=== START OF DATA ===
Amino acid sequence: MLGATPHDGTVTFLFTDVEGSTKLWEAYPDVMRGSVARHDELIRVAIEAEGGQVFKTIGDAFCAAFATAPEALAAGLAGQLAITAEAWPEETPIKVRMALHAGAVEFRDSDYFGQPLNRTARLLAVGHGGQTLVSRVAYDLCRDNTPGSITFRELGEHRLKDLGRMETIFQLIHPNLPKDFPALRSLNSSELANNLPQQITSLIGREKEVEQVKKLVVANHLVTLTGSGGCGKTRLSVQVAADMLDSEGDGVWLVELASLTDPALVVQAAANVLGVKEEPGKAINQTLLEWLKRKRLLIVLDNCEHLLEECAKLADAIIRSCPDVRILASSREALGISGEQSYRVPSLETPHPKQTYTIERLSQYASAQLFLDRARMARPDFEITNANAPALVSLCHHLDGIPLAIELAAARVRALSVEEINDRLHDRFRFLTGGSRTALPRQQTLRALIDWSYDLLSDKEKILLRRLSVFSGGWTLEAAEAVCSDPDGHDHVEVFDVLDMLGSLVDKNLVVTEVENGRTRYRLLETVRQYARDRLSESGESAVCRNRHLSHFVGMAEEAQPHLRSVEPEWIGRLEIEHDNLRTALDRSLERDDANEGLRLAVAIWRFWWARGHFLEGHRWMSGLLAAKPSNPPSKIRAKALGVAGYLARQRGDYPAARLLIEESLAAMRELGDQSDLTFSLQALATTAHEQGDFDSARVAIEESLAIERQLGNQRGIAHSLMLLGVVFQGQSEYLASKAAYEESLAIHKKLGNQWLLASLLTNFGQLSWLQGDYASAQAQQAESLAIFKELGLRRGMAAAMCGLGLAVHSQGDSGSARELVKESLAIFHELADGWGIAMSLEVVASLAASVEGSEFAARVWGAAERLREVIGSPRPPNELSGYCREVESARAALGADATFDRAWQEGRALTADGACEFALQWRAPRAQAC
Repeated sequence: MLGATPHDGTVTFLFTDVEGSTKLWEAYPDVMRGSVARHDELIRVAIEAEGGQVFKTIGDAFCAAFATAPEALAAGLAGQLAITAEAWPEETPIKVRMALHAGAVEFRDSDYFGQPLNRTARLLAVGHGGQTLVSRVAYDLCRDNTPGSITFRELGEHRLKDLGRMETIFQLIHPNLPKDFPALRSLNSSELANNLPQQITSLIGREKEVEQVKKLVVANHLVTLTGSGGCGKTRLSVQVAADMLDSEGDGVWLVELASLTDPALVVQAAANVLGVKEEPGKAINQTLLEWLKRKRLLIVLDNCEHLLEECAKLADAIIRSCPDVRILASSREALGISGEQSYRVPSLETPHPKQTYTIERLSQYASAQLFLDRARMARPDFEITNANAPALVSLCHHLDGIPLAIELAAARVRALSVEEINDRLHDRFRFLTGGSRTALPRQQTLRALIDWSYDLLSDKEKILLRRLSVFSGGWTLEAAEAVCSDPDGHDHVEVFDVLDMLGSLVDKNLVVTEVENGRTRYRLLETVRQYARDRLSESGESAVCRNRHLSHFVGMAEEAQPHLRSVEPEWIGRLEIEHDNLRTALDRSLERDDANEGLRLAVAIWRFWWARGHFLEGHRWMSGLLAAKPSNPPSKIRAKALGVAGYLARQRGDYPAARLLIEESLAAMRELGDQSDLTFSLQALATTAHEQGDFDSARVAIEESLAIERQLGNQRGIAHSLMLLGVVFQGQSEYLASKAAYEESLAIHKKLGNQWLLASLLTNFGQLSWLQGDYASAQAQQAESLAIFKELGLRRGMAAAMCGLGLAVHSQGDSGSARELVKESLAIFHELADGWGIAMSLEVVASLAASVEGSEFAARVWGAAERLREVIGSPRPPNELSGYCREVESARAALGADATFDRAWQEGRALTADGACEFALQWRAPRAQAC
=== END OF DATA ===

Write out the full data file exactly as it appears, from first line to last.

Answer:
Amino acid sequence: MLGATPHDGTVTFLFTDVEGSTKLWEAYPDVMRGSVARHDELIRVAIEAEGGQVFKTIGDAFCAAFATAPEALAAGLAGQLAITAEAWPEETPIKVRMALHAGAVEFRDSDYFGQPLNRTARLLAVGHGGQTLVSRVAYDLCRDNTPGSITFRELGEHRLKDLGRMETIFQLIHPNLPKDFPALRSLNSSELANNLPQQITSLIGREKEVEQVKKLVVANHLVTLTGSGGCGKTRLSVQVAADMLDSEGDGVWLVELASLTDPALVVQAAANVLGVKEEPGKAINQTLLEWLKRKRLLIVLDNCEHLLEECAKLADAIIRSCPDVRILASSREALGISGEQSYRVPSLETPHPKQTYTIERLSQYASAQLFLDRARMARPDFEITNANAPALVSLCHHLDGIPLAIELAAARVRALSVEEINDRLHDRFRFLTGGSRTALPRQQTLRALIDWSYDLLSDKEKILLRRLSVFSGGWTLEAAEAVCSDPDGHDHVEVFDVLDMLGSLVDKNLVVTEVENGRTRYRLLETVRQYARDRLSESGESAVCRNRHLSHFVGMAEEAQPHLRSVEPEWIGRLEIEHDNLRTALDRSLERDDANEGLRLAVAIWRFWWARGHFLEGHRWMSGLLAAKPSNPPSKIRAKALGVAGYLARQRGDYPAARLLIEESLAAMRELGDQSDLTFSLQALATTAHEQGDFDSARVAIEESLAIERQLGNQRGIAHSLMLLGVVFQGQSEYLASKAAYEESLAIHKKLGNQWLLASLLTNFGQLSWLQGDYASAQAQQAESLAIFKELGLRRGMAAAMCGLGLAVHSQGDSGSARELVKESLAIFHELADGWGIAMSLEVVASLAASVEGSEFAARVWGAAERLREVIGSPRPPNELSGYCREVESARAALGADATFDRAWQEGRALTADGACEFALQWRAPRAQAC
Repeated sequence: MLGATPHDGTVTFLFTDVEGSTKLWEAYPDVMRGSVARHDELIRVAIEAEGGQVFKTIGDAFCAAFATAPEALAAGLAGQLAITAEAWPEETPIKVRMALHAGAVEFRDSDYFGQPLNRTARLLAVGHGGQTLVSRVAYDLCRDNTPGSITFRELGEHRLKDLGRMETIFQLIHPNLPKDFPALRSLNSSELANNLPQQITSLIGREKEVEQVKKLVVANHLVTLTGSGGCGKTRLSVQVAADMLDSEGDGVWLVELASLTDPALVVQAAANVLGVKEEPGKAINQTLLEWLKRKRLLIVLDNCEHLLEECAKLADAIIRSCPDVRILASSREALGISGEQSYRVPSLETPHPKQTYTIERLSQYASAQLFLDRARMARPDFEITNANAPALVSLCHHLDGIPLAIELAAARVRALSVEEINDRLHDRFRFLTGGSRTALPRQQTLRALIDWSYDLLSDKEKILLRRLSVFSGGWTLEAAEAVCSDPDGHDHVEVFDVLDMLGSLVDKNLVVTEVENGRTRYRLLETVRQYARDRLSESGESAVCRNRHLSHFVGMAEEAQPHLRSVEPEWIGRLEIEHDNLRTALDRSLERDDANEGLRLAVAIWRFWWARGHFLEGHRWMSGLLAAKPSNPPSKIRAKALGVAGYLARQRGDYPAARLLIEESLAAMRELGDQSDLTFSLQALATTAHEQGDFDSARVAIEESLAIERQLGNQRGIAHSLMLLGVVFQGQSEYLASKAAYEESLAIHKKLGNQWLLASLLTNFGQLSWLQGDYASAQAQQAESLAIFKELGLRRGMAAAMCGLGLAVHSQGDSGSARELVKESLAIFHELADGWGIAMSLEVVASLAASVEGSEFAARVWGAAERLREVIGSPRPPNELSGYCREVESARAALGADATFDRAWQEGRALTADGACEFALQWRAPRAQAC